 A matter of degree, not a label. How can you do this
less, or more?
Inductive Approach 2: De Shazer’s
Constructivist Assumptions
 “Assumption one: Complaints involve behavior
brought about by the client's world view” (De Shazer, 1985,
p.23).
Constructivist Assumption #2
“Assumption Two:
 Complaints are maintained by the client's idea that
what they decided to do about the original difficulty
was the only right and logical thing to do. Therefore,
clients behave as if (italics mine) trapped into doing
more of the same (Watzlawick et al., 1974) because of the
rejected and forbidden half of the either/or premise”
(De Shazer, 1986, p. 25).
Constructivist Assumption #3
 “Assumption three: Minimal changes are needed
to initiate solving complaints and, once the change
is initiated (the therapist’s task), further changes will
be generated by the client (the ‘ripple effect’) (Spiegel
and Linn, 1969)’ ” (De Shazer, 1986, p.33).
Constructivist Assumption #4
 “Assumption four: Ideas about what to change
are based on ideas about what the client’s view of
reality might be like without the particular
complaint” (De Shazer, 1986, p.38).
Constructivist Assumption #5
 “Assumption five: A new frame or new frames
need only be suggested, and new behavior based on
any new frame can promote clients’ resolution of
the problem.” (De Shazer, 1986, p. 39).
Constructivist assumption #6
 “Assumption six: Brief therapists tend to give
primary importance to the concept of wholism: A
change in one element of a system or in one of the
relationships between elements will affect the other
elements and relationships which together
comprise the system” (De Shazer, 1986, p.43).
Strength Based Theory and
Practice
 Solution Focused Therapy - Solution talk
 Motivational Interviewing – Evoke From Honest
Struggle
 Narrative Therapy - Sparkling Narrative
Possible drawbacks
 How to get assessment data?
 How to get a diagnosis?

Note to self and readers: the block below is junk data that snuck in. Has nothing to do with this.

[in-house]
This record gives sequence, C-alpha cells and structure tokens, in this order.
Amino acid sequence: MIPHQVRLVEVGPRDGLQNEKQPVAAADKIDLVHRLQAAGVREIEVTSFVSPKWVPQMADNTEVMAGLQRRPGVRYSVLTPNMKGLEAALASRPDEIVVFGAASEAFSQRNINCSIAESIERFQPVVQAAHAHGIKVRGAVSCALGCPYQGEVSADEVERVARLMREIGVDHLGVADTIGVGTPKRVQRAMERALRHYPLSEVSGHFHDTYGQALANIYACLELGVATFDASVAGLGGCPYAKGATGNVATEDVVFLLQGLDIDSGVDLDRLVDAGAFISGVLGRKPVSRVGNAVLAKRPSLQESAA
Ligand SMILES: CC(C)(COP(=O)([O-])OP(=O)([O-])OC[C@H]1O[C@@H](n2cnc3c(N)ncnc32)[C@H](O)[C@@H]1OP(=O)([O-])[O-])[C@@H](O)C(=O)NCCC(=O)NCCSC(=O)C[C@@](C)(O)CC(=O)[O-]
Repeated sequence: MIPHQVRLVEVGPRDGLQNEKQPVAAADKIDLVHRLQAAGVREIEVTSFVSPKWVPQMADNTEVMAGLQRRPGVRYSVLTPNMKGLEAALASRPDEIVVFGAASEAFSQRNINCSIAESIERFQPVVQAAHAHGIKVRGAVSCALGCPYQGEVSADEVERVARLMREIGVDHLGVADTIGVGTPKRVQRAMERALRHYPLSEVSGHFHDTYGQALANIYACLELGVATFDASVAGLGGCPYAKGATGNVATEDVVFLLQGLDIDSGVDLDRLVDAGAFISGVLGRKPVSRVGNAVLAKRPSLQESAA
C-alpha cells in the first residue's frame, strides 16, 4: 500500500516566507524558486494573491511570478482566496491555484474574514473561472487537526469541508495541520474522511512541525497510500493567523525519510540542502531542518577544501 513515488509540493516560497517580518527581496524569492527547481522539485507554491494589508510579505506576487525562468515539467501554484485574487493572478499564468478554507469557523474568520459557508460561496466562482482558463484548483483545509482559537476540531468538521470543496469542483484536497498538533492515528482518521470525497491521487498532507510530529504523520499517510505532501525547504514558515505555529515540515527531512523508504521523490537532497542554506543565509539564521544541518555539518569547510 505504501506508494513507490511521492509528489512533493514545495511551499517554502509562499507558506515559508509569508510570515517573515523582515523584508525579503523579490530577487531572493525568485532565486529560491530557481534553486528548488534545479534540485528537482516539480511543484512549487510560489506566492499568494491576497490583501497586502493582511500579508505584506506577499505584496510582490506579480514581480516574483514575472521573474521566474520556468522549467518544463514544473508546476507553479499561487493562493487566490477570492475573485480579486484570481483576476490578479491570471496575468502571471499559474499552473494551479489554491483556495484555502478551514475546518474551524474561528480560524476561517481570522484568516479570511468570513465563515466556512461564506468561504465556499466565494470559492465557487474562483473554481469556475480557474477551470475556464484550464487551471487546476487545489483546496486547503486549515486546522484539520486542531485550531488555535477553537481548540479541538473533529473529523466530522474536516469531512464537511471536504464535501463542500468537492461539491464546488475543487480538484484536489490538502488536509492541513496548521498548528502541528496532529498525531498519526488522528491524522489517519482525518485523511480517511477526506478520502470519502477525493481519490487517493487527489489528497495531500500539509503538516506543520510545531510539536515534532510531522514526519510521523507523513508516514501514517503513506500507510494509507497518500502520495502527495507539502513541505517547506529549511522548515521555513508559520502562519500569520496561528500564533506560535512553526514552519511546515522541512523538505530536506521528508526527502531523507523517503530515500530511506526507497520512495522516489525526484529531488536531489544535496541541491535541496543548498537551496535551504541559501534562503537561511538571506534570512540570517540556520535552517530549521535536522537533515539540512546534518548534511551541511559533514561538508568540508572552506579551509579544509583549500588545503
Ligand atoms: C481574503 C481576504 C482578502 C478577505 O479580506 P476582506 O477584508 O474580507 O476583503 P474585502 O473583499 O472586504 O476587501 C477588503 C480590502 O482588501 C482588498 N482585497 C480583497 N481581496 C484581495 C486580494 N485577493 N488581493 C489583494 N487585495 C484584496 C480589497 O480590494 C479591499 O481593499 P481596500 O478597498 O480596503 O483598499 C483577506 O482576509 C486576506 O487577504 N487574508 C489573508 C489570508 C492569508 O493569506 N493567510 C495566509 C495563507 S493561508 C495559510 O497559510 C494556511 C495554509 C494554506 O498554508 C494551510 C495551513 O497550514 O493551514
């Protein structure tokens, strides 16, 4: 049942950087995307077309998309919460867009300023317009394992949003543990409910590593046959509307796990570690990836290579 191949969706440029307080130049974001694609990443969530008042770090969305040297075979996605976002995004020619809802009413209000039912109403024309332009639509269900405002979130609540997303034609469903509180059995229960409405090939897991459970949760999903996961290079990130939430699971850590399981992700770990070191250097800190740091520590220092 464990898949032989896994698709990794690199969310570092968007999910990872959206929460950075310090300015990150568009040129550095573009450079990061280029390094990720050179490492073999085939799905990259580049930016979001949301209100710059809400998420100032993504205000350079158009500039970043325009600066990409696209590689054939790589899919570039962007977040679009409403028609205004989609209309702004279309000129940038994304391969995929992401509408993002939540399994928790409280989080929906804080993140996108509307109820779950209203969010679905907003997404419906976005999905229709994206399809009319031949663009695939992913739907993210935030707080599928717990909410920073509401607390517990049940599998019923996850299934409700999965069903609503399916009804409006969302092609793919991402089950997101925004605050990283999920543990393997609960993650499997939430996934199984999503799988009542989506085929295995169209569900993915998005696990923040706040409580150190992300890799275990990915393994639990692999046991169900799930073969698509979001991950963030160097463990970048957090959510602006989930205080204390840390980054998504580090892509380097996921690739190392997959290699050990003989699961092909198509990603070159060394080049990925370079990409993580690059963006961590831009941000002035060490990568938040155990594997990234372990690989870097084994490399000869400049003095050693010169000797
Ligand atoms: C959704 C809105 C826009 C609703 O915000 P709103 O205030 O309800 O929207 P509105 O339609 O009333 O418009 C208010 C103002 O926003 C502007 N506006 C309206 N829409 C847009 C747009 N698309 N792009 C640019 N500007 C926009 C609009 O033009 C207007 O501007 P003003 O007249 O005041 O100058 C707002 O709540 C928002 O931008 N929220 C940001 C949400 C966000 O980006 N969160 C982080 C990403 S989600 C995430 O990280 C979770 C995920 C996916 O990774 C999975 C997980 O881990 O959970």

 How to discuss problems?
 What happens to the assessment/assessment
summary/diagnosis/goals continuum?
Key Assessment Methods for less
“digging”
 Seligman and Peterson Virtues: Encourage spontaneous sharing.
 Prochaska and DiClemente Stages of Change (Velicer, Prochaska,
et al., 1998).
 This helps us to hone in on the client's motivation, and enhance
sharing.
 Self-efficacy = Can I do it? X Do I want to?
 This helps us formulate a clients motivation for a certain change.
Key Assessment Method
 Avoid righting reflex! Neutral stance. Encourage
ambivalence.
Looking for? :
Inconsistencies in reports
Lack of consistent objective evidence
Objective parties with a concern
Legal Evidence
Use in hazardous situations: Pregnancy,
physical health
Problematic use following a treatment
SASSI, Audit, Audit-C, DAST-Ten, CAGEAID (Pichot & Smock, 2009)
Key Assessment Data
 Miracle Question,
 Scaling,
 And Circular Questioning
 Indirectly reveal assessment data (Pichot &
Smock, 2009)
The Spirit of Motivational
Interviewing
 Partnership with the client
 Acceptance of the client
 Compassion
 Evocation (clients have solutions in them, we just
call them forth)
(Miller and Rollnick, 2013, p.14-24).
Tenets of Solution Focused
Therapy
 “If it isn’t broken don’t fix it.”
 “If it works, do more of it.”
 “If it’s not working, do something different.”